If you’d live a religion that’s noble,
That’s God-like and true,
A religion the grandest that men
Or that angels can,
Then live, live the truth
Of the brother who taught you,
It’s love to God, service and love
To the fellow-man.
Social problems are to be among the greatest problems of the generation just moving on to the stage of action. They, above all others, will claim the attention of mankind, as they are already claiming it across the waters even as at home. The attitude of the two classes toward each other, or the separation of the classes, will be by far the chief problem of them all. Already it is imperatively demanding a solution. Gradually, as the years have passed, this separation has been going on, but never so rapidly as of late. Each has come to regard the other as an enemy, with no interests in common, but rather that what is for the interests of the one must necessarily be to the detriment of the other.
The great masses of the people, the working classes, those who as much, if not more than many others ought to be there, are not in our churches to-day. They already feel that they are not wanted there, and that the Church even is getting to be their enemy. There must be a reason for this, for it is impossible to have an effect without its preceding cause. It is indeed time to waken up to these facts and conditions; for they must be _squarely_ met. A solution is imperatively demanded, and the sooner it comes, the better; for, if allowed to continue thus, all will come back to be paid for, intensified a thousand-fold,–ay, to be paid for even by many innocent ones.
Let this great principle of service, helpfulness, love, and self-devotion to the interests of one’s fellow-men be made the fundamental principle of all lives, and see how simplified these great and all-important questions will become. Indeed, they will almost solve themselves. It is the man all for self, so small and so short sighted that he can’t get beyond his own selfish interests, that has done more to bring about this state of affairs than all other causes combined. Let the cause be removed, and then note the results.
For many years it has been a teaching even of political economy that an employer buys his help just as he buys his raw material or any other commodity; and this done, he is in no way responsible for the welfare of those he employs. In fact, the time isn’t so far distant when the employed were herded together as animals, and were treated very much as such. But, thanks be to God, a better and a brighter day is dawning. Even the employer is beginning to see that practical ethics, or true Christianity, and business cannot and must not be divorced; that the man he employs, instead of being a mere animal whose services he buys, is, after all his fellow-man and his brother, and demands a treatment as such, and that when he fails to recognize this truth, a righteous God steps in, demanding a penalty for its violation.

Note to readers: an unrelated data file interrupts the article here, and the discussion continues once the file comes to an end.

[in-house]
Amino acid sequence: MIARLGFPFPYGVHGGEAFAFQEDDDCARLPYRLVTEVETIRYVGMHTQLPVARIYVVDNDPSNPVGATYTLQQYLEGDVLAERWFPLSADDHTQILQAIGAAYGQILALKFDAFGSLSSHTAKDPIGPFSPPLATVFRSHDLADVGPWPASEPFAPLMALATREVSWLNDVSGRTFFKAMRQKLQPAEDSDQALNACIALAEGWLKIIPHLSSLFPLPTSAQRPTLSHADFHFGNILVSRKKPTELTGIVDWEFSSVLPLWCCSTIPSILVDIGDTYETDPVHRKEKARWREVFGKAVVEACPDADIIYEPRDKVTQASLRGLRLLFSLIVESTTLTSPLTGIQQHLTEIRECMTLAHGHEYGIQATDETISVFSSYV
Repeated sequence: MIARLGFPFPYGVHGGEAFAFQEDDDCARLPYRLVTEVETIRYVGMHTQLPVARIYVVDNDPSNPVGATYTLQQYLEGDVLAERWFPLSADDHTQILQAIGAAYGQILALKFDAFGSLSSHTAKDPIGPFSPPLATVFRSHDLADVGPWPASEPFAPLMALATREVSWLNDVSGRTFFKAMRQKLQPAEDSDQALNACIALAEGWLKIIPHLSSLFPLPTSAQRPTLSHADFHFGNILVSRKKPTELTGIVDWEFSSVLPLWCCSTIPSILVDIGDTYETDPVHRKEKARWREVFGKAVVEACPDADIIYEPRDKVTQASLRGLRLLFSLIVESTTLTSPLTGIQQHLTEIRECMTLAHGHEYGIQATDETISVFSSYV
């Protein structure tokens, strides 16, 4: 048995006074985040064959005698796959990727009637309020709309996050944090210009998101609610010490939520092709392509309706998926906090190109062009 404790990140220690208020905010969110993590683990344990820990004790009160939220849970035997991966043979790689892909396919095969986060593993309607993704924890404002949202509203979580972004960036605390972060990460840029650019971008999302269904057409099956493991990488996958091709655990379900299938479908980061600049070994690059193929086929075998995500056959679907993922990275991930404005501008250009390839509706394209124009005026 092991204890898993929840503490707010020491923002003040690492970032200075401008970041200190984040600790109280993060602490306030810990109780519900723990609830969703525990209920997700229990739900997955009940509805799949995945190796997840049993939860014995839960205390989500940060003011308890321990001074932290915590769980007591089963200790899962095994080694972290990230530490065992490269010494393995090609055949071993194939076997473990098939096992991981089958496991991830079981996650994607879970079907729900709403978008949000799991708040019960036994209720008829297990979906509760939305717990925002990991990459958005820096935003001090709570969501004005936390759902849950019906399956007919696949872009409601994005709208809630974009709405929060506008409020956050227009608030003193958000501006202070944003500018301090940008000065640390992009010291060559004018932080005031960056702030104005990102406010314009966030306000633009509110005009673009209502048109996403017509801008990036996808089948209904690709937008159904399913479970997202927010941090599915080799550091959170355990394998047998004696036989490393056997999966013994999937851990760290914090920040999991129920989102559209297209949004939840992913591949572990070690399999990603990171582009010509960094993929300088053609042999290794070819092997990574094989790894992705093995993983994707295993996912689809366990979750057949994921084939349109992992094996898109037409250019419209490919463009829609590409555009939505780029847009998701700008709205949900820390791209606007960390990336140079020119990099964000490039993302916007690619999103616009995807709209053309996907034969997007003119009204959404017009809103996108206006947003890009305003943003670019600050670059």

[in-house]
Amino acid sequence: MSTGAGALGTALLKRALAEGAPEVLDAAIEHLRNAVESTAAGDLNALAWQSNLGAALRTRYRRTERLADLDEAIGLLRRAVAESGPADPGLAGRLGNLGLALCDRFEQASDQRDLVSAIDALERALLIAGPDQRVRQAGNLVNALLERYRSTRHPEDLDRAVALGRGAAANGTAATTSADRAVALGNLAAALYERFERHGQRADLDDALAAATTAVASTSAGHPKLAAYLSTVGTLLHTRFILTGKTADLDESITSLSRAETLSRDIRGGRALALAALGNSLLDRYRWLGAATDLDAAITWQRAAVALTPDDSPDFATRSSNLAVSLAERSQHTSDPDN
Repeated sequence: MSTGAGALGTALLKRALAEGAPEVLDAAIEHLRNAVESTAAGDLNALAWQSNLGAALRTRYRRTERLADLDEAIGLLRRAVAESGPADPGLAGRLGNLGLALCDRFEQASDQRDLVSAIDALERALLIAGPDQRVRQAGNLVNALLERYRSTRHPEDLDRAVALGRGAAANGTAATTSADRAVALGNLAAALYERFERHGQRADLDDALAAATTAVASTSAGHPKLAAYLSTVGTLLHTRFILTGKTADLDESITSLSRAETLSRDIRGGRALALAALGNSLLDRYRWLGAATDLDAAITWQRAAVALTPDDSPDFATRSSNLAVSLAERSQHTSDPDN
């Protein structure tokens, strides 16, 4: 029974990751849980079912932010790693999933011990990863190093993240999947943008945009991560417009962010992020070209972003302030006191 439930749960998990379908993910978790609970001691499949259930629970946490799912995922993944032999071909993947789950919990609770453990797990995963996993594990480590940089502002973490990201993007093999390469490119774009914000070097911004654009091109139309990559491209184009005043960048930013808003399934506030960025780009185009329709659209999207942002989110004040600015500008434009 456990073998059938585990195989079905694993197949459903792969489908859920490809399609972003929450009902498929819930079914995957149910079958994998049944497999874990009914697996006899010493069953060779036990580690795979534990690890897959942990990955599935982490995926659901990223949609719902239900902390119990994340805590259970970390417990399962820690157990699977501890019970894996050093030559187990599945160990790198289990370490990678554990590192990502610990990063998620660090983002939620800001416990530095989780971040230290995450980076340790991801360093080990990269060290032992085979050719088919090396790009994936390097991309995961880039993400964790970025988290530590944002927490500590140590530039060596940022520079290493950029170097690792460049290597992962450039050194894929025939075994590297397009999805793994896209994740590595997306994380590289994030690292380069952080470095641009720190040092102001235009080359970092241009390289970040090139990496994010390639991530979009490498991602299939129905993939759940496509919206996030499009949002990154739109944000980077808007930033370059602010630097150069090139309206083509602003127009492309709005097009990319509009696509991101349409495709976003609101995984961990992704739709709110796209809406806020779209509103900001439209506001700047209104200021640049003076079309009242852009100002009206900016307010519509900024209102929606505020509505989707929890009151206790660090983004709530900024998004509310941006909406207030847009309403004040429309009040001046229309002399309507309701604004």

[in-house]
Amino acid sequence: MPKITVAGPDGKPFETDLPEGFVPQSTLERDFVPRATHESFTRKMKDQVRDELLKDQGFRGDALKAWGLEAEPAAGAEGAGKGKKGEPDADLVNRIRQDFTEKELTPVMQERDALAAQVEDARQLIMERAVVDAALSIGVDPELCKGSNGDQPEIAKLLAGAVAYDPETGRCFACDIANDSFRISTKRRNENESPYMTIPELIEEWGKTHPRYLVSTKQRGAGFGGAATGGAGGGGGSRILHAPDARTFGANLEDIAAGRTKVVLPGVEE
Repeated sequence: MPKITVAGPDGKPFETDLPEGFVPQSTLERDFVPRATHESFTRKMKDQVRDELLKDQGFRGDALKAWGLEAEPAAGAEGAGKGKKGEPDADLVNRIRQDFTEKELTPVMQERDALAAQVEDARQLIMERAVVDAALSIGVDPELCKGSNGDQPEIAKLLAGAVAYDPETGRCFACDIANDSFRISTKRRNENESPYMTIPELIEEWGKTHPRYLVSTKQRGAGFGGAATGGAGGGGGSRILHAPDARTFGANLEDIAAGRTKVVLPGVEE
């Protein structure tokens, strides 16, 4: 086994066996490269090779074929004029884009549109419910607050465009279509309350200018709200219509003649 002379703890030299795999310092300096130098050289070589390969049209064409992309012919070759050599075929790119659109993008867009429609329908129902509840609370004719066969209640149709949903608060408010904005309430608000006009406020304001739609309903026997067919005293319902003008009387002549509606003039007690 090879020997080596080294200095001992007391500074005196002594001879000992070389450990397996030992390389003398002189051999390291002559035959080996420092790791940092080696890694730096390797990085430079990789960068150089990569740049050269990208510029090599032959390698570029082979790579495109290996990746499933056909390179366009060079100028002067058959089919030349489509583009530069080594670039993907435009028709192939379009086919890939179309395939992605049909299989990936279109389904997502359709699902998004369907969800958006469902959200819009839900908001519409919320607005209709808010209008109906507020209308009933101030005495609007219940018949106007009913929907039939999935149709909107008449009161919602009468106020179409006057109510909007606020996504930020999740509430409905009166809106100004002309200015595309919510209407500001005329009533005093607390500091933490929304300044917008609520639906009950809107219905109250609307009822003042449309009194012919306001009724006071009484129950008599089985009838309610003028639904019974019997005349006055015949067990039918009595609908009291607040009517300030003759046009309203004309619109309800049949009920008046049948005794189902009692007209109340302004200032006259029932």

He is recognizing the fact that whatsoever is for the well-being of the one he employs, that whatever privileges he is enabled to enjoy that will tend to grow and develop his physical, his mental, and his moral life, that will give him an agreeable home and pleasant family relations, that whatever influences tend to elevate him and to make his life more happy, are a direct gain, even from a financial standpoint for himself, by its increasing for him the efficiency of the man’s labor. It is already recognized as a fact that the employer who interests himself in these things, other things being equal, is the most successful. Thus the old and the false are breaking away before the right and the true, as all inevitably must sooner or later; and the divinity and the power of the workingman is being ever more fully recognized.
In the very remote history of the race there was one who, violating a great law, having wronged a brother, asked, “Am I my brother’s keeper?” Knowing that he was, he nevertheless deceitfully put the question in this way in his desire, if possible, to avoid the responsibility. Many employers in their selfishness and greed for gain have asked this same question in this same way. They have thought they could thus defeat the sure and eternal laws of a Just Ruler, but have thereby deceived themselves the more. These more than any others have to a great degree brought about the present state of affairs in the industrial and social world.
Just as soon as the employer recognizes the falsity of these old teachings and practices, and the fact that he cannot buy his employee’s services the same as he buys his raw material, with no further responsibility, but that the two are on vastly different planes, that his employee is his fellow-man and his brother, and that he is his brother’s keeper, and will be held responsible as such, that it is to his own highest interests, as well as to the highest interests of those he employs and to society in general, to recognize this; and just as soon as he who is employed fully appreciates his opportunities and makes the highest use of all, and in turn takes an active, personal interest in all that pertains to his employer’s welfare,–just that soon will a solution of this great question come forth, and no sooner.